Researchers at Purdue University in the USA have developed a miniature, battery-powered mass spectrometer based on the DESI (desorption-electrospray ionisation, see article starting on page 8) technique. The prototype instrument is equipped with a wand-like probe that can be used to sample the environment, such as screening luggage.

Important medical applications are also foreseen. DESI has been used to detect the boundaries of cancerous tumours, helping to ensure that the surgeon removes the entire tumour. “I wouldn’t be surprised if pathologists are using this in operating rooms within two years” said Professor Graham Cooks of Purdue.

The instrument has detected 1 ng of TATP (the explosive used in the London Underground bombings in 2005), as well as other explosives. One vision of the use of such an instrument is in a wireless network linking many together to constantly monitor the air for chemical or biological warfare agents in buildings and critical locations such as airports and stations.

Cooks has recently co-authored a review on DESI:


PTR-MS “tastes” what we eat

Danisco, the food ingredient company, has used proton transfer reaction mass spectrometry (PTR-MS) to develop its “Commonsense” flavour technology. This enables flavour components to be measured as they are released while natural and processed foods and beverages are being consumed. This enables a picture to be obtained of how consumers perceive the taste of the food they eat and the specific components behind consumer preferences.

Using PTR-MS, they measure the rise and fall of key flavour chemicals during chewing, swallowing and breathing. The measurements are made on samples taken from the human nasal cavity, focusing particularly on the breath expelled during the swallowing of food, which is the major contributor to aroma perception. The use of PTR-MS enables the measurements to be made in real time. Once the critical compounds that distinguish a particular fruit or food have been identified, it is possible to recreate a similar effect in a finished food or beverage product.


Differential mobility spectrometer to help treat lung disease

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A new technique based on differential mobility spectrometry (DMS), a development of ion mobility spectrometry, is being developed by Dr Paul Thomas and colleagues at the University of Manchester to treat hospital patients with lung disease. The aim is, according to Dr Thomas, that “…one day we will be able to detect a previously undetectable tumour metabolising inside a human lung simply by asking the patient to breathe into a device like this”. “The potential is such that we will not only be able to provide more accurate diagnosis, but we will be able to tailor treatments to the individual. For instance, if a patient is taking steroids for asthma, we would be able to determine whether they were being given the right amount of steroids from the molecules in their breath which relate to the severity of the inflammation in their lungs.”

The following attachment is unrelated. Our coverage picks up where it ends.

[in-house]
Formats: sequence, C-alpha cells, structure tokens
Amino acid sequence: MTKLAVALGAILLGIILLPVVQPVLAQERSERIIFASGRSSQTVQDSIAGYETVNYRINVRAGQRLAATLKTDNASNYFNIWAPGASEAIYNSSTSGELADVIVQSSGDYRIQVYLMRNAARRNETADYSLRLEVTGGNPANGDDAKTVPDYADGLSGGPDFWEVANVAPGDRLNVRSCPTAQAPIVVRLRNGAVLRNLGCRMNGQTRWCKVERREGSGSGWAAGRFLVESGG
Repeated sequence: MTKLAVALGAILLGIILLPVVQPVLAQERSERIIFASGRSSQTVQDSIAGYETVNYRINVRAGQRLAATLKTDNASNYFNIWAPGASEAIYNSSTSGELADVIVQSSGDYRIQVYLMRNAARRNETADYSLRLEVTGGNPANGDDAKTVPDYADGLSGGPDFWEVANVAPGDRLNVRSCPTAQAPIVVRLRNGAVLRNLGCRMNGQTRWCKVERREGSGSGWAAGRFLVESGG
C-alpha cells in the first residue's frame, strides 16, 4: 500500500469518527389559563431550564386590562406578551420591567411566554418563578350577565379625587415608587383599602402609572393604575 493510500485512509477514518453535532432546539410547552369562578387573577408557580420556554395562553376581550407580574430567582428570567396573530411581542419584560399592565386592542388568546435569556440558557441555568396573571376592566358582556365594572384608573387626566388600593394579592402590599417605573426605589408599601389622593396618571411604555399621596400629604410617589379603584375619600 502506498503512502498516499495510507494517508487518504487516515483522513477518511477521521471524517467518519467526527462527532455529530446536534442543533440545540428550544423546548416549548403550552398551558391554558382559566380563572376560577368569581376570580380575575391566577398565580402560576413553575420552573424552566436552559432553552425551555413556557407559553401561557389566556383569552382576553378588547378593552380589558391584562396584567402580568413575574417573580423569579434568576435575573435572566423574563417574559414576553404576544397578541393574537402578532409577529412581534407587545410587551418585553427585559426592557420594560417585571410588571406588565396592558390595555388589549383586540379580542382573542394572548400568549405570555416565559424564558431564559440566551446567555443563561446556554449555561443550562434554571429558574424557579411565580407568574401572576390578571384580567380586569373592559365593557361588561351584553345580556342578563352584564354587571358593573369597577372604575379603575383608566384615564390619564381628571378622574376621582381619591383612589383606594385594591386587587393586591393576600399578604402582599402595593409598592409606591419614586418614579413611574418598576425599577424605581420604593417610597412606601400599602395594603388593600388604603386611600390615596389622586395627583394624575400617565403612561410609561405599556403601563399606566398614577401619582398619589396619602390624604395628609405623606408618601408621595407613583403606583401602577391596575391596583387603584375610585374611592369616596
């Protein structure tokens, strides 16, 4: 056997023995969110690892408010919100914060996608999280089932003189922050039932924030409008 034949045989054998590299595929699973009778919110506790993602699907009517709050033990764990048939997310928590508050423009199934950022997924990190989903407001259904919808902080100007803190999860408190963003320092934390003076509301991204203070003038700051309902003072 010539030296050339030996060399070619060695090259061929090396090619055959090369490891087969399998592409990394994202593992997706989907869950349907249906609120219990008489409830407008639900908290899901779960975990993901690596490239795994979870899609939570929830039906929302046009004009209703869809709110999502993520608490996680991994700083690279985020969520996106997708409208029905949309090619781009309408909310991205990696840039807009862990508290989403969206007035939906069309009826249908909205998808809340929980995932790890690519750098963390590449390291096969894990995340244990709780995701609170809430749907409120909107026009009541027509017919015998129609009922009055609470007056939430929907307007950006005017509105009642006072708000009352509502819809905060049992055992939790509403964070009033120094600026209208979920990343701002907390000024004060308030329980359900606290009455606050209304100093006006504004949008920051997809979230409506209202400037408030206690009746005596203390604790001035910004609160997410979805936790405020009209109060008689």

This research will form part of the new UK National Initiative in Ion Mobility Spectrometry [see Spectrosc. Europe 17(4), (2005)].


Thallium isotopes shows depth of volcanoes

New research using mass spectrometry to analyse the isotopic signature of thallium has shown that the plumes of hot material that supply molten lava to Hawaii’s volcanoes originate from a depth of almost 3000km, at the border between the Earth’s core and its rocky mantle. This is far deeper than had been thought possible by many scientists: the source of plumes has been hotly debated for more than a quarter of a century.

Dr Mark Rehkämper, from the Department of Earth Sciences and Engineering at Imperial College London, UK, said “It is only recently that scientists have developed the ability to analyse these volcanic rocks in enough detail to reveal exactly where in the Earth’s interior they came from. The previous evidence has unfortunately been quite ambiguous but our new thallium results are now able to conclusively rule out some of the alternative models. What remains is clear evidence of interaction between the Earth’s core and mantle.”


Photon research centre at Manchester

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The University of Manchester has launched the Photon Science Institute (PSI). This £40m research institute will work on cutting-edge light and laser technologies and is the largest research and teaching centre of its kind in the UK with a projected annual research income of £5m and more than 30 full-time academic staff. The Director of the PSI is Professor Klaus Müller-Dethlefs, who is widely known for his contributions to molecular spectroscopy, having invented the ZEKE (Zero Electron Kinetic Energy) photoelectron method.

Research will focus on the development and application of new and existing laser technologies and systems spanning medicine, pharmaceuticals, life sciences and physical sciences. Among the projects will be the development of new non-invasive medical technologies, such as measuring blood sugar levels without taking a blood sample.